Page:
Posted in Inside Lane

Sink, or Swim


If you’ve ever done CPR, you know how horrifying it is. You have to gather your wits and remember the steps. You have to tilt the head back, clear the windpipe, pinch the nose, and breath into the mouth and pray to whatever God might be listening that you got those in the right order. When the head will fit in the cup of your hand, and the nose is smaller than the pad of your thumb, you start praying you aren’t breaking anything.

But, getting the steps right isn’t a guarantee that mouth-to-mouth resuscitation will work, and chest compressions rarely deliver without causing further damage.

I am visiting over on Bonbon Break today, sharing a rather personal story.

There are things that happen in seconds, which change your life forever. They change who you are. They change how you walk. They change your thought process. Some of those things are good–like falling in love, or having a baby. Some of those things are horrible.

For me, the worst feeling in the world is the one of just needing back three minutes. If I could just have three minutes back, I could fix everything. But time is relentless, and once the second hand has jumped forward, there is nothing on earth that can turn it back.

It’s easy to judge. It’s easy to point fingers. It’s hard to look at ourselves and admit that we are just so afraid of making the same mistake, and paying the same price that we can’t even take tragedy at face value.

That aside, here are some tips from the CDC for staying safe around water.

Tips to help you stay safe in the water

  • Supervise When in or Around Water. Designate a responsible adult to watch young children while in the bath and all children swimming or playing in or around water. Supervisors of preschool children should provide “touch supervision”, be close enough to reach the child at all times. Because drowning occurs quickly and quietly, adults should not be involved in any other distracting activity (such as reading, playing cards, talking on the phone, or mowing the lawn) while supervising children, even if lifeguards are present.
  • Use the Buddy System. Always swim with a buddy. Select swimming sites that have lifeguards when possible.
  • Seizure Disorder Safety. If you or a family member has a seizure disorder, provide one-on-one supervision around water, including swimming pools. Consider taking showers rather than using a bath tub for bathing. Wear life jackets when boating.
  • Learn to Swim. Formal swimming lessons can protect young children from drowning. However, even when children have had formal swimming lessons, constant, careful supervision when children are in the water, and barriers, such as pool fencing to prevent unsupervised access, are still important.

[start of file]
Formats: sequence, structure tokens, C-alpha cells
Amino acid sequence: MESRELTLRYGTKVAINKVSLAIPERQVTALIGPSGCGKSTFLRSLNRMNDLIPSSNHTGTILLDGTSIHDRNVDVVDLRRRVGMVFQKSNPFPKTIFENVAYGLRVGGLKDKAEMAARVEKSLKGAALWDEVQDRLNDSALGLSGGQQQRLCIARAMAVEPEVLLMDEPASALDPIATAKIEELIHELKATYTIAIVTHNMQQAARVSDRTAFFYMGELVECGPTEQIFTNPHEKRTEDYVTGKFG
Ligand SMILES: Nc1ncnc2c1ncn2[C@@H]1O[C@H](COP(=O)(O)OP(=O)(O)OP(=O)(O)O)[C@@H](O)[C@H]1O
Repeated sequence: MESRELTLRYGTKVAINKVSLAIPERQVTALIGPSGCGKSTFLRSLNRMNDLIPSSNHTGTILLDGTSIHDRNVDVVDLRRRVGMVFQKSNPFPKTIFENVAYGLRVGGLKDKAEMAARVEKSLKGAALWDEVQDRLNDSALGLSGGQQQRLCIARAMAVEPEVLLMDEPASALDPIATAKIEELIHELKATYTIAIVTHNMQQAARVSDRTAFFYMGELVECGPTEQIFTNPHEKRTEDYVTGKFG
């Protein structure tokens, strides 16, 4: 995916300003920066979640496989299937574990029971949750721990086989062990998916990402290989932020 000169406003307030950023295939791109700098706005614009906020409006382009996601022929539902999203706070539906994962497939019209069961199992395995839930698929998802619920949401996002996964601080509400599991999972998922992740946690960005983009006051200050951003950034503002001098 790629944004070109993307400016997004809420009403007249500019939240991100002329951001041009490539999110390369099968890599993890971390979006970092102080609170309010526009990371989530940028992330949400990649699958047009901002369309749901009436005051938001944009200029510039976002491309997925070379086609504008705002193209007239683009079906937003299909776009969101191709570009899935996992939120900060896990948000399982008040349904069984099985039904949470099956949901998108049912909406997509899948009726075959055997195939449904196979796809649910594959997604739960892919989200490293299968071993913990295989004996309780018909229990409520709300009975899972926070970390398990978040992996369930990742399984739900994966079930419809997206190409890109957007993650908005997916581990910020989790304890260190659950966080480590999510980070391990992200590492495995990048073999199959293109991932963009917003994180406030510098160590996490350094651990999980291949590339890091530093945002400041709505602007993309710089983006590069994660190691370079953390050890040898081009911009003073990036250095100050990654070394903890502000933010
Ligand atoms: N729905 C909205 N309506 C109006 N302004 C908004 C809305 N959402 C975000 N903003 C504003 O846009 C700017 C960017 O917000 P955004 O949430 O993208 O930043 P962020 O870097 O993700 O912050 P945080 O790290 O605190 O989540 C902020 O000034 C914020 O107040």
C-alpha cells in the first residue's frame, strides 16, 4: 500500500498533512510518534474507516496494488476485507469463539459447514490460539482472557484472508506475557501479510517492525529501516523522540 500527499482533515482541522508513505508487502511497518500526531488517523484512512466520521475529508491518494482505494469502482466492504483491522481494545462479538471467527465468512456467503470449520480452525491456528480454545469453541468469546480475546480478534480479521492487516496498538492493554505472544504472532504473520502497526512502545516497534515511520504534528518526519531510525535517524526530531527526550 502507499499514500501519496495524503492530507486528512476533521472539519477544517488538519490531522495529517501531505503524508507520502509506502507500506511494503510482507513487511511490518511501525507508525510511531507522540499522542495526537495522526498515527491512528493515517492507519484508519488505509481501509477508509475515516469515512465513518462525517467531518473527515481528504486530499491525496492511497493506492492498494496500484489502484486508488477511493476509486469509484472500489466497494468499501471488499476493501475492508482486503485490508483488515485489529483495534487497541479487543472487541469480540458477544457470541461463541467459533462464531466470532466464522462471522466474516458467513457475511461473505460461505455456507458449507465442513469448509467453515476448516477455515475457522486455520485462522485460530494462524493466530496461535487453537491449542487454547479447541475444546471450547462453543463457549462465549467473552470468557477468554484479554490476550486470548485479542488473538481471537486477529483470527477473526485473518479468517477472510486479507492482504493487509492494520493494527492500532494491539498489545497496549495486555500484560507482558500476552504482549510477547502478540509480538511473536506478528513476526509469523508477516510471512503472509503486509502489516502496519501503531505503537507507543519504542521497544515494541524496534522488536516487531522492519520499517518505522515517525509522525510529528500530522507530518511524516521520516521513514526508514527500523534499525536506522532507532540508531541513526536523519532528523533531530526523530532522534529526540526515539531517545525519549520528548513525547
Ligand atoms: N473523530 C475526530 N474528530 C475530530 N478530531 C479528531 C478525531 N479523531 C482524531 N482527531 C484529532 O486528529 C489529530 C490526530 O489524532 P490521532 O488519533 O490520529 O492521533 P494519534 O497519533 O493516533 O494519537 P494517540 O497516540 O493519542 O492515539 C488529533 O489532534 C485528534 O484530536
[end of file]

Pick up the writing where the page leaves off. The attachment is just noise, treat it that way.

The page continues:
• Learn Cardiopulmonary Resuscitation (CPR). In the time it takes for paramedics to arrive, your CPR skills could save someone’s life.
  • Air-Filled or Foam Toys are not safety devices. Don’t use air-filled or foam toys, such as “water wings”, “noodles”, or inner-tubes, instead of life jackets. These toys are not life jackets and are not designed to keep swimmers safe.
  • Avoid Alcohol. Avoid drinking alcohol before or during swimming, boating, or water skiing. Do not drink alcohol while supervising children.
  • Don’t let swimmers hyperventilate before swimming underwater or try to hold their breath for long periods of time. This can cause them to pass out (sometimes called “hypoxic blackout” or “shallow water blackout”) and drown.
  • Know how to prevent recreational water illnesses. For more information about illnesses from recreational water, see the More Information section below.
  • Know the local weather conditions and forecast before swimming or boating. Strong winds and thunderstorms with lightning strikes are dangerous.

If you have a swimming pool at home:

  • Install Four-Sided Fencing. Install a four-sided pool fence that completely separates the pool area from the house and yard. The fence should be at least 4 feet high. Use self-closing and self-latching gates that open outward with latches that are out of reach of children. Also, consider additional barriers such as automatic door locks and alarms to prevent access or alert you if someone enters the pool area.
  • Clear the Pool and Deck of Toys. Remove floats, balls and other toys from the pool and surrounding area immediately after use so children are not tempted to enter the pool area unsupervised.

If you are in and around natural water settings:

  • Use U.S. Coast Guard approved life jackets. This is important regardless of the distance to be traveled, the size of the boat, or the swimming ability of boaters; life jackets can reduce risk for weaker swimmers too.
  • Know the meaning of and obey warnings represented by colored beach flags. These may vary from one beach to another.
  • Watch for dangerous waves and signs of rip currents. Some examples are water that is discolored and choppy, foamy, or filled with debris and moving in a channel away from shore.
  • If you are caught in a rip current, swim parallel to shore. Once free of the current, swim diagonally toward shore.

 

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Author:

Happy. That about covers it.

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